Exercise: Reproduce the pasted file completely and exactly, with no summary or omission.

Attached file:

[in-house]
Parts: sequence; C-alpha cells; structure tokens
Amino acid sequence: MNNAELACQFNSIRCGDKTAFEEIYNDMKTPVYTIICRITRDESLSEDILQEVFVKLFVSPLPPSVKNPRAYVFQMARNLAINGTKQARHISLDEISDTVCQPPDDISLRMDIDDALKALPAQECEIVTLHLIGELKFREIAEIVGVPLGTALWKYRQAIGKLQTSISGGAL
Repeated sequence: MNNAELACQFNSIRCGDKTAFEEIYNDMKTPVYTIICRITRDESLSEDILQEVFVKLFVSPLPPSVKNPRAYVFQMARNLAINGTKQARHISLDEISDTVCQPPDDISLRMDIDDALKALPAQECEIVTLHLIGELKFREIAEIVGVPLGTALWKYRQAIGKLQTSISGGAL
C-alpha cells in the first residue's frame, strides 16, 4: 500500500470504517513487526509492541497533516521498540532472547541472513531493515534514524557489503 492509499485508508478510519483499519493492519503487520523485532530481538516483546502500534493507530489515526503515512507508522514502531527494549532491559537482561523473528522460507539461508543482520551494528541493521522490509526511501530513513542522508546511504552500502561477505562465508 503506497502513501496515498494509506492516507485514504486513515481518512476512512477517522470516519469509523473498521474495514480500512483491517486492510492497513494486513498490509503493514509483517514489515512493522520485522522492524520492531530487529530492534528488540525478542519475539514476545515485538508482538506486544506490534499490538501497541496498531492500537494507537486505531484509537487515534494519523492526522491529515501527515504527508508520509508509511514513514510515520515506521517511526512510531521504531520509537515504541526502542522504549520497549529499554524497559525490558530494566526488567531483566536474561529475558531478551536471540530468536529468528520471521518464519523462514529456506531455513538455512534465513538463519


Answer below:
[in-house]
Parts: sequence; C-alpha cells; structure tokens
Amino acid sequence: MNNAELACQFNSIRCGDKTAFEEIYNDMKTPVYTIICRITRDESLSEDILQEVFVKLFVSPLPPSVKNPRAYVFQMARNLAINGTKQARHISLDEISDTVCQPPDDISLRMDIDDALKALPAQECEIVTLHLIGELKFREIAEIVGVPLGTALWKYRQAIGKLQTSISGGAL
Repeated sequence: MNNAELACQFNSIRCGDKTAFEEIYNDMKTPVYTIICRITRDESLSEDILQEVFVKLFVSPLPPSVKNPRAYVFQMARNLAINGTKQARHISLDEISDTVCQPPDDISLRMDIDDALKALPAQECEIVTLHLIGELKFREIAEIVGVPLGTALWKYRQAIGKLQTSISGGAL
C-alpha cells in the first residue's frame, strides 16, 4: 500500500470504517513487526509492541497533516521498540532472547541472513531493515534514524557489503 492509499485508508478510519483499519493492519503487520523485532530481538516483546502500534493507530489515526503515512507508522514502531527494549532491559537482561523473528522460507539461508543482520551494528541493521522490509526511501530513513542522508546511504552500502561477505562465508 503506497502513501496515498494509506492516507485514504486513515481518512476512512477517522470516519469509523473498521474495514480500512483491517486492510492497513494486513498490509503493514509483517514489515512493522520485522522492524520492531530487529530492534528488540525478542519475539514476545515485538508482538506486544506490534499490538501497541496498531492500537494507537486505531484509537487515534494519523492526522491529515501527515504527508508520509508509511514513514510515520515506521517511526512510531521504531520509537515504541526502542522504549520497549529499554524497559525490558530494566526488567531483566536474561529475558531478551536471540530468536529468528520471521518464519523462514529456506531455513538455512534465513538463519